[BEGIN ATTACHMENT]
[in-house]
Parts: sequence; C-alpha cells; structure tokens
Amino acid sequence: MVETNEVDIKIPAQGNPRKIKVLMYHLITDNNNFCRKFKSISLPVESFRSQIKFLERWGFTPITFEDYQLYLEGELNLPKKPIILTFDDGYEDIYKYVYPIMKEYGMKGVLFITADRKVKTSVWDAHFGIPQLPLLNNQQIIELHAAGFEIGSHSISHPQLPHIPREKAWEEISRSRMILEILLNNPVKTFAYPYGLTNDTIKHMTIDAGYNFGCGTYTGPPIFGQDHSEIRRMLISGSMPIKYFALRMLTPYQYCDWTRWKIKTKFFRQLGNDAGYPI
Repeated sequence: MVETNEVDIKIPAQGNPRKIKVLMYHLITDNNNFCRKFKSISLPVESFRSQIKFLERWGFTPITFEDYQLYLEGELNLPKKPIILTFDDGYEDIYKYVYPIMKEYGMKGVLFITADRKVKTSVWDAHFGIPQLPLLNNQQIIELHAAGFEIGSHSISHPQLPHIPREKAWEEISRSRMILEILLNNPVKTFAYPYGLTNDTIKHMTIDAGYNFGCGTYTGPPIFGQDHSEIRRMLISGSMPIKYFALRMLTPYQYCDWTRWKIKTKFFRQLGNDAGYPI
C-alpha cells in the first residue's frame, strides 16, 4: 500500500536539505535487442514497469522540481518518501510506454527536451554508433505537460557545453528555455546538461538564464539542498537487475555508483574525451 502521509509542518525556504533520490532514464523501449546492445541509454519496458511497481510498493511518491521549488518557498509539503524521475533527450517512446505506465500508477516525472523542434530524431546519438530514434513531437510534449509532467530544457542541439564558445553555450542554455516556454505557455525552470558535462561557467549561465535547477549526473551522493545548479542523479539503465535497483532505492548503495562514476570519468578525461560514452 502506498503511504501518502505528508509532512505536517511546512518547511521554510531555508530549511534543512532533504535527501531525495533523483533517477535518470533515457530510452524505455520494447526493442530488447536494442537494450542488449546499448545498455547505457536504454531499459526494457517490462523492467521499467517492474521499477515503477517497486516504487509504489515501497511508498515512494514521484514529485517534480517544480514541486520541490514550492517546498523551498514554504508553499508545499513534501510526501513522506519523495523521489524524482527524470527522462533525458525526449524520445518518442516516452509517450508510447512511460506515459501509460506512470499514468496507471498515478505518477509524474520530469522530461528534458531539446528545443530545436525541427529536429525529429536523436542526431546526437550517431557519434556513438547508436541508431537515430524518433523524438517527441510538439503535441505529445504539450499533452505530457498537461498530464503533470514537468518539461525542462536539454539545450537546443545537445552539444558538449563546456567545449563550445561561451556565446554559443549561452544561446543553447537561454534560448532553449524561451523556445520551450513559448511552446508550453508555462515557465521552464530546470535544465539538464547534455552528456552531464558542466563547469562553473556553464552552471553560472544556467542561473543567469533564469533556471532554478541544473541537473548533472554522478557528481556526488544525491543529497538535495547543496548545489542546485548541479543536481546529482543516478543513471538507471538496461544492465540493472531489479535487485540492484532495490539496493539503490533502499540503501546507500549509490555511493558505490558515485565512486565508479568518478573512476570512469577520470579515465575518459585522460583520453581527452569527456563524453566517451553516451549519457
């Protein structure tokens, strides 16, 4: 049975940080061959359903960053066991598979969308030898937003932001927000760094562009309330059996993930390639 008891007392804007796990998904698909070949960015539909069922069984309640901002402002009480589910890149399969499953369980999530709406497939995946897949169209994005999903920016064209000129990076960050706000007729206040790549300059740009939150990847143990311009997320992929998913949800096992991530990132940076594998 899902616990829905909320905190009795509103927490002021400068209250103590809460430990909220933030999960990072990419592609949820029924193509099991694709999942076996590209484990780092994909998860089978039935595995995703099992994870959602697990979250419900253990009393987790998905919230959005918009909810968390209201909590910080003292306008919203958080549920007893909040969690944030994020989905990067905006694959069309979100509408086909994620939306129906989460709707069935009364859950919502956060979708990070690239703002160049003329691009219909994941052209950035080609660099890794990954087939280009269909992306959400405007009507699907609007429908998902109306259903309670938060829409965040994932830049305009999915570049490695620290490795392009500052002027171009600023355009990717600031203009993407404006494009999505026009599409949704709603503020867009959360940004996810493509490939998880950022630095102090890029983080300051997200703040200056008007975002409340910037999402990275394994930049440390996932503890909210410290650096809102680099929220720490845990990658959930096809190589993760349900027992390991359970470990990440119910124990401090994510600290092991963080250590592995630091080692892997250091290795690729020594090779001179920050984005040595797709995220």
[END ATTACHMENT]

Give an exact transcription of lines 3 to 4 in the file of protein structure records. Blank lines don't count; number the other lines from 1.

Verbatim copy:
Amino acid sequence: MVETNEVDIKIPAQGNPRKIKVLMYHLITDNNNFCRKFKSISLPVESFRSQIKFLERWGFTPITFEDYQLYLEGELNLPKKPIILTFDDGYEDIYKYVYPIMKEYGMKGVLFITADRKVKTSVWDAHFGIPQLPLLNNQQIIELHAAGFEIGSHSISHPQLPHIPREKAWEEISRSRMILEILLNNPVKTFAYPYGLTNDTIKHMTIDAGYNFGCGTYTGPPIFGQDHSEIRRMLISGSMPIKYFALRMLTPYQYCDWTRWKIKTKFFRQLGNDAGYPI
Repeated sequence: MVETNEVDIKIPAQGNPRKIKVLMYHLITDNNNFCRKFKSISLPVESFRSQIKFLERWGFTPITFEDYQLYLEGELNLPKKPIILTFDDGYEDIYKYVYPIMKEYGMKGVLFITADRKVKTSVWDAHFGIPQLPLLNNQQIIELHAAGFEIGSHSISHPQLPHIPREKAWEEISRSRMILEILLNNPVKTFAYPYGLTNDTIKHMTIDAGYNFGCGTYTGPPIFGQDHSEIRRMLISGSMPIKYFALRMLTPYQYCDWTRWKIKTKFFRQLGNDAGYPI